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Assumptions of Backtesting
As mentioned previously, backtesting comes with lots of assumptions. As we simulate historical actions and inject our own, we assume that our actions have no effect on what would have actually occured with the pool. Things like adding liquidity or swapping tokens have an impact on the token price. Past performance does not guarantee future results, and we cannot guarantee that swap activity will continue as it did in the backtesting period. Liquidity Providers may place their liquidity differently as well. In the test, we do all token swaps as 'exact amounts in' (as opposed to 'exact amounts out') to ensure we do not move the price to the limit. You will see that some transactions fail; this is normally due to LPs attempting to mint a position with liquidity amounts that are no longer viable due to the tick difference. While this definitely impacts testing, this is the closest we can realistically simulate events on the pool.
Because of this, it is best to use pools with high liquidity and simulate using smaller tokens amounts to create less of a discrepancy with the historic path. While this makes it hard to accurately scale an app to have a significant amount of liquidity in it, small token amounts should still give accurate returns. The main benefit of scaling is reducing the relative gas costs: when a vault's liquidity increases, gas costs generally remain constant and yield increases. While its reasonable to calculate realistic breakevens and APYs for larger amounts, keep in mind that things do not scale linearly. Check out this Desmos Graph which goes into more detail.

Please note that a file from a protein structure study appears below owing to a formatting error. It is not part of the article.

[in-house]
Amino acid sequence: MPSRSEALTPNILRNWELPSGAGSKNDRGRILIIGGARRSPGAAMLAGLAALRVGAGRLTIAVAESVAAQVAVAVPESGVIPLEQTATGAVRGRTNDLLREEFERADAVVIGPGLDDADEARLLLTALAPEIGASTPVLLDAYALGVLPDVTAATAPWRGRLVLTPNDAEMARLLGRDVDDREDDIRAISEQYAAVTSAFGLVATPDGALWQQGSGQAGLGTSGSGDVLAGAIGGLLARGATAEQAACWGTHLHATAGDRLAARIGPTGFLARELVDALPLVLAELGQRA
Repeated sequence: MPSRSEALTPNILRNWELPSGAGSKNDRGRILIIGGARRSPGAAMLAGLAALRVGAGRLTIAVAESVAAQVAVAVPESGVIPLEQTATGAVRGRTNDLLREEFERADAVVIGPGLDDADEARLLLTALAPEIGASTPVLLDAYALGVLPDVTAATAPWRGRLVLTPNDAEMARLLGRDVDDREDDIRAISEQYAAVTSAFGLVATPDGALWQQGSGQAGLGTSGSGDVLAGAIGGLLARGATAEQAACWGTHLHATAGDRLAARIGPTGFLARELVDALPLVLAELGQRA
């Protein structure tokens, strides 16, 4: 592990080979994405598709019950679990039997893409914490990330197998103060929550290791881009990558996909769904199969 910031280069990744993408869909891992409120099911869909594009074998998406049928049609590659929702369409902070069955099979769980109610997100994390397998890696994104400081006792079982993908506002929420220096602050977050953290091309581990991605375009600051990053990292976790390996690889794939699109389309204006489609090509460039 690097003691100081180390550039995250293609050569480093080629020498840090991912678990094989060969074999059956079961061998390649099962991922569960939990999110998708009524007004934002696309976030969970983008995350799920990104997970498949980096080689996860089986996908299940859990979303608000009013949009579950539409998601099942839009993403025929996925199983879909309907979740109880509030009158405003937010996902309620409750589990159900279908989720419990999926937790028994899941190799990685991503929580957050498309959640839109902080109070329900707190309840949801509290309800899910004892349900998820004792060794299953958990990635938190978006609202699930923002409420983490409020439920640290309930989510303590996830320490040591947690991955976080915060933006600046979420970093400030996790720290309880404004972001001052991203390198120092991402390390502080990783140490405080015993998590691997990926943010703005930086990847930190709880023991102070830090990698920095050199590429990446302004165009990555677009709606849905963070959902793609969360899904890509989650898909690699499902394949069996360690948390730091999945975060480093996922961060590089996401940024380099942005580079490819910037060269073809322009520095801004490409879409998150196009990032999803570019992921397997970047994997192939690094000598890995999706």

On the search to find apps that work well and produce consistent high returns, it is important to keep a few things in mind. There are some time periods that will give great results for providing liquidity, and there are some that will be terrible. If one token's price goes up significantly relative to another's, the best possible app would simply hold that token over a period of time. You can make an app for that too, but for LPing this isn't the goal. Make sure that while developing and testing apps you simulate all sorts of market conditions. For example: bear markets, bull markets, neutral markets, periods of high volume, periods of low volume, etc. The returns will most likely vary over the course of a year. Do your best to maximize returns in all seasons, and beware of overfitting. Overfitting is a statistical error where a model is tuned too closely to its training data, to the point it has a negative impact on it's performance with all other data. Test your apps against different pools and asset behavior to see what suits them best. The opportunities are endless for adapting to market conditions and the incentives are great. Good luck!